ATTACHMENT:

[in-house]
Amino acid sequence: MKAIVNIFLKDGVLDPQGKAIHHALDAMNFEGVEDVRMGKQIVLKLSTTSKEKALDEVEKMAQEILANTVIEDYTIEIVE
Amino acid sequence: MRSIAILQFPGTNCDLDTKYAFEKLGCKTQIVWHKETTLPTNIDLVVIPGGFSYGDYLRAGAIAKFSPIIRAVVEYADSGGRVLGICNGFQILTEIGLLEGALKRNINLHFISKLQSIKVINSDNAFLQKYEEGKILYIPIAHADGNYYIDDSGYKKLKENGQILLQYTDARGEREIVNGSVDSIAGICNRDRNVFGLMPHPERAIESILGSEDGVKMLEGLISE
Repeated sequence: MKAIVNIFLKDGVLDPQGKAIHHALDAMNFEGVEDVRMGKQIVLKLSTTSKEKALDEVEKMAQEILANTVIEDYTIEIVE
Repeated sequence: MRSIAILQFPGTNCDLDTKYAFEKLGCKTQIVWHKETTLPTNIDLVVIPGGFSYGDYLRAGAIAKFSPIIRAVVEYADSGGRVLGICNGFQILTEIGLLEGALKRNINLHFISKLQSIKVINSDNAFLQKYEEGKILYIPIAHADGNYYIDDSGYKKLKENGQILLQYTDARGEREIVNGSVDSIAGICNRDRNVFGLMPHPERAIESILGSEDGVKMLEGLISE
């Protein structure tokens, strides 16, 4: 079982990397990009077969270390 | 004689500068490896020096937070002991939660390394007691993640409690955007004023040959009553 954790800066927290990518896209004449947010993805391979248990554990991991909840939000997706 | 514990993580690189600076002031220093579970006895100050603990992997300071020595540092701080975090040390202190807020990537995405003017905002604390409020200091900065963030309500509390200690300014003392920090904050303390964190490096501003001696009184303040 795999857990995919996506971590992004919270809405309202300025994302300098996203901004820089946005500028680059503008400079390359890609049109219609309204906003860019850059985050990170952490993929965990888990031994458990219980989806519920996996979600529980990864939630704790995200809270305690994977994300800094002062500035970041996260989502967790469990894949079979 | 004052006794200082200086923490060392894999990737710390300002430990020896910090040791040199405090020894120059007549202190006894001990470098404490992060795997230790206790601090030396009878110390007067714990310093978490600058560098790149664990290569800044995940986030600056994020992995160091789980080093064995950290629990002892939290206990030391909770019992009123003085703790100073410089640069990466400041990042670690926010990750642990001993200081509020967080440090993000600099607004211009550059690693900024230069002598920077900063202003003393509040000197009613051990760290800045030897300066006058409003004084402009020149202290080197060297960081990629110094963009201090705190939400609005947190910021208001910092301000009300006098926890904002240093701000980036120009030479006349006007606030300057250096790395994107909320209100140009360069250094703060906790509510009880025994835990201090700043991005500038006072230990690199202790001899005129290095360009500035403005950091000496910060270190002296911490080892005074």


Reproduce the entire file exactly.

[in-house]
Amino acid sequence: MKAIVNIFLKDGVLDPQGKAIHHALDAMNFEGVEDVRMGKQIVLKLSTTSKEKALDEVEKMAQEILANTVIEDYTIEIVE
Amino acid sequence: MRSIAILQFPGTNCDLDTKYAFEKLGCKTQIVWHKETTLPTNIDLVVIPGGFSYGDYLRAGAIAKFSPIIRAVVEYADSGGRVLGICNGFQILTEIGLLEGALKRNINLHFISKLQSIKVINSDNAFLQKYEEGKILYIPIAHADGNYYIDDSGYKKLKENGQILLQYTDARGEREIVNGSVDSIAGICNRDRNVFGLMPHPERAIESILGSEDGVKMLEGLISE
Repeated sequence: MKAIVNIFLKDGVLDPQGKAIHHALDAMNFEGVEDVRMGKQIVLKLSTTSKEKALDEVEKMAQEILANTVIEDYTIEIVE
Repeated sequence: MRSIAILQFPGTNCDLDTKYAFEKLGCKTQIVWHKETTLPTNIDLVVIPGGFSYGDYLRAGAIAKFSPIIRAVVEYADSGGRVLGICNGFQILTEIGLLEGALKRNINLHFISKLQSIKVINSDNAFLQKYEEGKILYIPIAHADGNYYIDDSGYKKLKENGQILLQYTDARGEREIVNGSVDSIAGICNRDRNVFGLMPHPERAIESILGSEDGVKMLEGLISE
């Protein structure tokens, strides 16, 4: 079982990397990009077969270390 | 004689500068490896020096937070002991939660390394007691993640409690955007004023040959009553 954790800066927290990518896209004449947010993805391979248990554990991991909840939000997706 | 514990993580690189600076002031220093579970006895100050603990992997300071020595540092701080975090040390202190807020990537995405003017905002604390409020200091900065963030309500509390200690300014003392920090904050303390964190490096501003001696009184303040 795999857990995919996506971590992004919270809405309202300025994302300098996203901004820089946005500028680059503008400079390359890609049109219609309204906003860019850059985050990170952490993929965990888990031994458990219980989806519920996996979600529980990864939630704790995200809270305690994977994300800094002062500035970041996260989502967790469990894949079979 | 004052006794200082200086923490060392894999990737710390300002430990020896910090040791040199405090020894120059007549202190006894001990470098404490992060795997230790206790601090030396009878110390007067714990310093978490600058560098790149664990290569800044995940986030600056994020992995160091789980080093064995950290629990002892939290206990030391909770019992009123003085703790100073410089640069990466400041990042670690926010990750642990001993200081509020967080440090993000600099607004211009550059690693900024230069002598920077900063202003003393509040000197009613051990760290800045030897300066006058409003004084402009020149202290080197060297960081990629110094963009201090705190939400609005947190910021208001910092301000009300006098926890904002240093701000980036120009030479006349006007606030300057250096790395994107909320209100140009360069250094703060906790509510009880025994835990201090700043991005500038006072230990690199202790001899005129290095360009500035403005950091000496910060270190002296911490080892005074």